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New design guidelines on the way in Town of Leesburg

Leesburg’s H-2 district may be replaced with new guidelines intended to revitalize the town’s look after a unanimous vote Tuesday night.

Town Council gave staff the thumbs up to look into alternatives to the H-2 district and streetscaping as a result of a report from the H-2 Work Group during Monday night’s work session. Final changes will likely be made months down the road, but Tuesday's vote is at least a start toward building the Leesburg “brand,” council agreed.

“It’s a shame that in the 1990s, as Leesburg was about to explode, that we didn’t stipulate a design back then,” Councilman Ken Reid said during Tuesday's meeting.

The H-2 Overlay District, established in 1990, is a regulatory area for several roads leading into downtown Leesburg. Builders must conform to certain building material and site design standards. However, the laws are outdated and ineffective, staff says, and bland corporate buildings line many of the main entrances into town.

Staff proposes to replace this with a Gateway District Overlay, which could be governed by a number of guidelines and tools.

A striking example of the difference guidelines make, staff said, is the contrast between Leesburg’s Home Depot and the new Lowe’s. Home Depot is outside H-2 guidelines, with a bright orange roof that can be seen from Morven Park. Lowe’s, within the Eastern Gateway District Small Area Plan, combines typical corporate design with a Leesburg-friendly “brand.”

Ideally, the group’s report says, an overlay district would enforce a “design palette” on incoming businesses that construct or rebuild along Routes 7, 15 and parts of Edwards Ferry Road. Homes currently within the H-2 district would not be subject to these requirements. The guidelines, when adopted, would work to “foster a sense of Leesburg” and a “human scale.”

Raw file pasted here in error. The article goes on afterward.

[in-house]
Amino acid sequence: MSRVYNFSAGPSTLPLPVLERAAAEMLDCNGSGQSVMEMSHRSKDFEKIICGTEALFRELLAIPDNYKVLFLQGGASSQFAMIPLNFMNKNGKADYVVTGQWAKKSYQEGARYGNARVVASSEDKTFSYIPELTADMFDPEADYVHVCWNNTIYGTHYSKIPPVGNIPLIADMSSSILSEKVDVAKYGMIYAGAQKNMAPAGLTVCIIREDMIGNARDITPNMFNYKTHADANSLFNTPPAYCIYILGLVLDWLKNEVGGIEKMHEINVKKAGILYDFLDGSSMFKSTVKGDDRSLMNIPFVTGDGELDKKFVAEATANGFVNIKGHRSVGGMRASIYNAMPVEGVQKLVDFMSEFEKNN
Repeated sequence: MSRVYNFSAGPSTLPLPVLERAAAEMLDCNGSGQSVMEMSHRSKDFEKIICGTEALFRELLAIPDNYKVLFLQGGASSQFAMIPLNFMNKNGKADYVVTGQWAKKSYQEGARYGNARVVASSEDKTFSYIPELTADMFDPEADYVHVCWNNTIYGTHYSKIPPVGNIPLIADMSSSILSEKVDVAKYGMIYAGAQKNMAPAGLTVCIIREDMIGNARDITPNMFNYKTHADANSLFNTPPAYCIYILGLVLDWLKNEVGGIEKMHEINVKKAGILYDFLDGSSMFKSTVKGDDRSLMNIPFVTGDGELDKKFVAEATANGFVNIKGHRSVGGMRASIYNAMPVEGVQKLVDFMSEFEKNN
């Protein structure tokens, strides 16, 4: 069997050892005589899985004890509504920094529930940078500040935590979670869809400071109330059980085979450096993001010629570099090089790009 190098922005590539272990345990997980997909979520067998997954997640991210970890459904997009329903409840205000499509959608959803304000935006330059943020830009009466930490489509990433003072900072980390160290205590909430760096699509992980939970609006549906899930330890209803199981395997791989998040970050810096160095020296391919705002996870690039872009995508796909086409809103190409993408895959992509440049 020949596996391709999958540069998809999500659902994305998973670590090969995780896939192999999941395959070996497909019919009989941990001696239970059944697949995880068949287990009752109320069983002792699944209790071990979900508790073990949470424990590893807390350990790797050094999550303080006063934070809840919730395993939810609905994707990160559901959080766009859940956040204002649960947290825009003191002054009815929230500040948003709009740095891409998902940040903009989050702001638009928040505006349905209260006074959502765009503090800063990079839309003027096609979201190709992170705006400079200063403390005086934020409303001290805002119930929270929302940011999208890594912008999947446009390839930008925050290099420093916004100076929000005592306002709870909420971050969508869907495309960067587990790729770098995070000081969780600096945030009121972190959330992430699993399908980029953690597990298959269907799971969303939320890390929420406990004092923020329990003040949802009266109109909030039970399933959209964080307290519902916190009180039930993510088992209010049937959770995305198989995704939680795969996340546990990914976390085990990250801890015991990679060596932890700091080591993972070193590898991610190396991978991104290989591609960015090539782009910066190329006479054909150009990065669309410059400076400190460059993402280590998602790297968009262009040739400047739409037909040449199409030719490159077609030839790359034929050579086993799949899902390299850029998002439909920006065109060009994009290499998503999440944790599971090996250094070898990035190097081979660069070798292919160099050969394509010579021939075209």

Councilman Tom Dunn recommended that Leesburg adopt a “form-based code” that would establish a design palette across the entire town instead of an overlay.

Going forward, staff plans to look into form-based coding, design guidelines and more to find the best fit for the new district.

“I think this is all very simple,” said Planning Commissioner and work group member Doris Kidder. “We want to keep the town a nice place to live. We want to keep people coming in; we want businesses to be successful.”

Staff will also look into ways to “streetscape” the five entry corridors to downtown. The final result would add landscapes, bike paths and human-scaled lighting, as well as underground utilities. This would give a united feel to roads leading into the historic district.

Council did not, however, support the work group’s recommendation Monday that Leesburg consider adding 73 properties to the H-1 district as long as homeowners agreed.

Over the upcoming months, staff plans to craft a unique Leesburg design, figure out logistics and hold public input meetings.

“We don’t want the hodgepodge of architectural designs,” Councilman Ron Campbell said. “[But] it’s not an overnight process.”


Funny, isn’t, that for years and years, we heard that residents moved to Leesburg because of its charm.  Now, this story shows how, with a new set of council members, the developers are now in charge of Leesburg.  I guess charm and small town feel, is going out the window.

This is laughable…you want to improve the “look” of Leesburg, just go to the Wegmans shopping center and take a look at the ridicuous power lines and poles there. I don’t think there is a worse entry into Leesburg than there. I never go there because this visual assault is so ugly. You have a nice looking shopping center, ruined by Dominion Power’s poor design for poles and power lines. They had the opportunity when they built that shopping center to put the wires underground, it was raw, vacant land, but instead, they gave the design to Ms.O’Tool’es sixth grade science class to design the power lines there. UG-LEE!!

Are people really bothered that home depot has an orange roof?

It’s about time!!  You can thank your long time Mayor, Kristen Umstattd for the lack of vision.

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